Trump asks Dave how he thinks they did. Dave answers that he's very confident they won. When Trump asks him who he thinks the men's weakest player is, he says Alex and James. Alex, he says, is such a "puppy dog" and takes too much management. Alex defends himself, arguing that he thinks he kicked butt on sales. As for James, Dave explains that while he thinks James is strong, he overthinks tasks and is therefore a bad salesman. James admits to being a poor salesperson and says that he's never sold anything before. Trump gives him some advice: no matter what line of business you're in, you have know how to sell yourself.
Trump asks Gene who he would fire. He says James. Wade also says that he would fire James. Donald Trump Jr. finds it very curious that every time someone recommends James as the player to get fired, James nods his head almost as though he agrees. Trump asks James why he won't fight for himself. James says that he's ready to defend himself. The men would never have gone to Father Demo Park or gotten their outfits without his advice and help. Dave admits that he helped in these ways but complains that James does everything in his "slow motion, overly thought-out way." Trump disagrees, saying he doesn't see James as "slow motion." James tells Dave that as a person who's "so erratic, emotionally charged and susceptible to breakdowns," he's the last person who should criticize someone's behavior.
Trump asks Gene if he thinks they won, then makes fun of him when he says, "Absolutely," explaining that in business there are no absolutes. He says that one team earned $1500, and one team earned $1800, and the men lost. He congratulates the women, informing Poppy that as winning project manager she will get a chance to sit down with the Jack Welch, the legendary former CEO of General Electric. Trump asks Liza if she's okay. She says she feels "awesome," though she was a little worried when he supposedly fired her. Then he sends them out of the room to watch the men get grilled.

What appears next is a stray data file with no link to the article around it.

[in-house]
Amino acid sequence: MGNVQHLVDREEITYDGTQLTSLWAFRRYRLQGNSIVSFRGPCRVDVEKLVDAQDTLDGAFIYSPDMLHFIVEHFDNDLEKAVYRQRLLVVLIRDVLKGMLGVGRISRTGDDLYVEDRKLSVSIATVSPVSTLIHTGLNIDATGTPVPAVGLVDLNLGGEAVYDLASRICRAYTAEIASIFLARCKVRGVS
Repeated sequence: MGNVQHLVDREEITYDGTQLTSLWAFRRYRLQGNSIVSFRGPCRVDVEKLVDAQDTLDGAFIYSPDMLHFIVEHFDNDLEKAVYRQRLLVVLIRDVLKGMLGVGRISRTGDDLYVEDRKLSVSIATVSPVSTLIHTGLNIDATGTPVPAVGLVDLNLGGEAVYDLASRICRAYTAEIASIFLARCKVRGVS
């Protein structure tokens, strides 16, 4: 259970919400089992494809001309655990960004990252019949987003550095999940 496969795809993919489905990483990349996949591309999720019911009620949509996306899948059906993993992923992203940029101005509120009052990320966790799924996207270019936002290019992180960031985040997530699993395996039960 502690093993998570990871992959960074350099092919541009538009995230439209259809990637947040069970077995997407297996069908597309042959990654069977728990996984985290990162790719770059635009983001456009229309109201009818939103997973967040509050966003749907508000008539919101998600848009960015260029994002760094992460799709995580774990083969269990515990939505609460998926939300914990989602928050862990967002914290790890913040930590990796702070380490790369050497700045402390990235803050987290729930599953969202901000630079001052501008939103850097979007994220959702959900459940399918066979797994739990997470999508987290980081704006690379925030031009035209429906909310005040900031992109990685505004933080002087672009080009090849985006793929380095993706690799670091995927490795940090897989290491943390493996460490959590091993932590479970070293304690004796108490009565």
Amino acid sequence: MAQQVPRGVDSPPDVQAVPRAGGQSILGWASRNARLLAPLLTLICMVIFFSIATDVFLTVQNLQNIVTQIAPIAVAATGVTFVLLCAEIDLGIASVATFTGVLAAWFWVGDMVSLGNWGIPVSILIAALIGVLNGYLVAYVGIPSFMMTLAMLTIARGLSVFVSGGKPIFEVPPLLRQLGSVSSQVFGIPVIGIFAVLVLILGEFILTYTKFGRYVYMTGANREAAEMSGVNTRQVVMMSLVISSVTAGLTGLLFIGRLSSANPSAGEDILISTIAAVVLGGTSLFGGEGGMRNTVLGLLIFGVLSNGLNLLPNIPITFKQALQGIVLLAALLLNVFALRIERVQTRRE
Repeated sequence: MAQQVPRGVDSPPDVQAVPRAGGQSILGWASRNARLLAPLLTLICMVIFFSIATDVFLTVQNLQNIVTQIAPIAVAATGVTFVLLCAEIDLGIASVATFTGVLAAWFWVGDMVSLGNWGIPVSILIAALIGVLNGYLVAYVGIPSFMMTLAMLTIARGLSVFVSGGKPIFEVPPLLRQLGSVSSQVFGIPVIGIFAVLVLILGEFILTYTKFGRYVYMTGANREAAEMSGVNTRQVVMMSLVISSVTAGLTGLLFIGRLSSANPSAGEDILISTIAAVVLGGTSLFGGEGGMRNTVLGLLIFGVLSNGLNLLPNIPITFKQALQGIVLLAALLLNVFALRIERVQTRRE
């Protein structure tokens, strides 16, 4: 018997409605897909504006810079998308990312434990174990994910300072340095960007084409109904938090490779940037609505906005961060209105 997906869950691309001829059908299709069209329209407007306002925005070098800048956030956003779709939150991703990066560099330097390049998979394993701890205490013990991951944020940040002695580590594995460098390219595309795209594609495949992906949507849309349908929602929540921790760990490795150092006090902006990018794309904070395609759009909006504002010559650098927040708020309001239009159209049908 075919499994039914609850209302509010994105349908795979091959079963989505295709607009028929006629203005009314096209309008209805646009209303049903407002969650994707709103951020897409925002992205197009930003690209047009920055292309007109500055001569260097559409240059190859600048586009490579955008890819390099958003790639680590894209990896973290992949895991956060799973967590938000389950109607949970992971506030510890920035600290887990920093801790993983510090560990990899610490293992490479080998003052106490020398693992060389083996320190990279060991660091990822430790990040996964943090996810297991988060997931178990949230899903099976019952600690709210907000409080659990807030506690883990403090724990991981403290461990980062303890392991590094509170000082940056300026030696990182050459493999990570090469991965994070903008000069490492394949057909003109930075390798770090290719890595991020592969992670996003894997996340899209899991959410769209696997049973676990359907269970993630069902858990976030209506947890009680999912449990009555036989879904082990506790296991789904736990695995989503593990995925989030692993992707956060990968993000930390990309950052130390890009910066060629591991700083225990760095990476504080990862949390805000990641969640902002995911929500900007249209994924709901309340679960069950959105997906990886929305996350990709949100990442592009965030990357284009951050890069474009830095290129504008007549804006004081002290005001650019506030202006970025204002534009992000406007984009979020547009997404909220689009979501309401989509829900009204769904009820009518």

Outside the boardroom, Poppy thanks everyone. Liza snaps, "Don't even frickin' look at me bitch." The women tell Liza not to act like that, and Brandy tells Liza that she's isolating herself by talking that way. In the boardroom, Dave tells Trump that Alex and James were his worst salesmen. Trump sends the rest of the men out of the boardroom. Trump asks James if he thinks he should be fired. James says no, that Alex is the weakest player, but also points out that Dave made tactical errors. Dave says that James is a stronger player, but says that Alex did everything Dave asked him to do to make sales.
Trump asks Alex if he's in the rest of the men's league. When he answers that he "can be," James points out that Alex is basically admitting he isn't in their league, and George agrees. When Alex backpedals and says that on the first task he was blowing everyone else away, Donald Jr. points out that he's being judged on this task. Trump adds that Alex's sales were the weakest overall. While Alex concedes this, he adds that he put in a lot of effort. Trump asks Dave why he, as project manager on a losing task, should not be fired. Dave says he managed the task and made the sales. James and Alex point out that the team suffered from a notable lack of direction and confusion about the price point, but Dave justifies himself, saying something about how a leader lets his prize stallions out and lets them gallop.
Trump says the problem he has is that Alex sold the least, and that he just doesn't seem to have the same passion as the other two. He says, "Alex, you're fired," then sends the men out. As he leaves, Alex wishes the others good luck, says, "Still brothers to the end," then heads out. In the boardroom, Trump says Alex seems like a nice guy but he just didn't bring the passion. Donald Trump Jr. thinks Alex just couldn't go up against "those killers." In the cab, Alex concedes that going into the boardroom having the smallest sales on a losing task, he was just hoping to survive and didn't. Still, working with Trump will be an experience that will remain with him for the rest of his life.